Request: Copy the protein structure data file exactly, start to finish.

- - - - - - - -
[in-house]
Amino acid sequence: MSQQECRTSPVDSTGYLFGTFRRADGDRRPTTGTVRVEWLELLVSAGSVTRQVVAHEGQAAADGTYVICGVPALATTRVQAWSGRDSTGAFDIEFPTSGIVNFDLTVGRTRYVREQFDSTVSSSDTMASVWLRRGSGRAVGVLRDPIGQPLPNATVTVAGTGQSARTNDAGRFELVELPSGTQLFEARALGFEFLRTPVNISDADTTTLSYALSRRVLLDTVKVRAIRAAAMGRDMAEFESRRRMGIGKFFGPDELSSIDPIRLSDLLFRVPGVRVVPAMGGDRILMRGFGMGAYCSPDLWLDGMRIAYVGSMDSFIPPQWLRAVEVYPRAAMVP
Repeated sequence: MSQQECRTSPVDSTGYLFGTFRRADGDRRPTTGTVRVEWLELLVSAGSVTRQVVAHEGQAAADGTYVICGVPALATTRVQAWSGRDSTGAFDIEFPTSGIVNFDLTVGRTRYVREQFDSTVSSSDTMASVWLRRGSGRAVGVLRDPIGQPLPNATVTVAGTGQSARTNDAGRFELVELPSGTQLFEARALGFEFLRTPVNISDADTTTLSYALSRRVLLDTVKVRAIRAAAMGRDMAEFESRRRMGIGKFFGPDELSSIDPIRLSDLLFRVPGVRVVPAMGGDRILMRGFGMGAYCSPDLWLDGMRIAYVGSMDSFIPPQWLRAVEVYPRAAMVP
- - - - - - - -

[in-house]
Amino acid sequence: MSQQECRTSPVDSTGYLFGTFRRADGDRRPTTGTVRVEWLELLVSAGSVTRQVVAHEGQAAADGTYVICGVPALATTRVQAWSGRDSTGAFDIEFPTSGIVNFDLTVGRTRYVREQFDSTVSSSDTMASVWLRRGSGRAVGVLRDPIGQPLPNATVTVAGTGQSARTNDAGRFELVELPSGTQLFEARALGFEFLRTPVNISDADTTTLSYALSRRVLLDTVKVRAIRAAAMGRDMAEFESRRRMGIGKFFGPDELSSIDPIRLSDLLFRVPGVRVVPAMGGDRILMRGFGMGAYCSPDLWLDGMRIAYVGSMDSFIPPQWLRAVEVYPRAAMVP
Repeated sequence: MSQQECRTSPVDSTGYLFGTFRRADGDRRPTTGTVRVEWLELLVSAGSVTRQVVAHEGQAAADGTYVICGVPALATTRVQAWSGRDSTGAFDIEFPTSGIVNFDLTVGRTRYVREQFDSTVSSSDTMASVWLRRGSGRAVGVLRDPIGQPLPNATVTVAGTGQSARTNDAGRFELVELPSGTQLFEARALGFEFLRTPVNISDADTTTLSYALSRRVLLDTVKVRAIRAAAMGRDMAEFESRRRMGIGKFFGPDELSSIDPIRLSDLLFRVPGVRVVPAMGGDRILMRGFGMGAYCSPDLWLDGMRIAYVGSMDSFIPPQWLRAVEVYPRAAMVP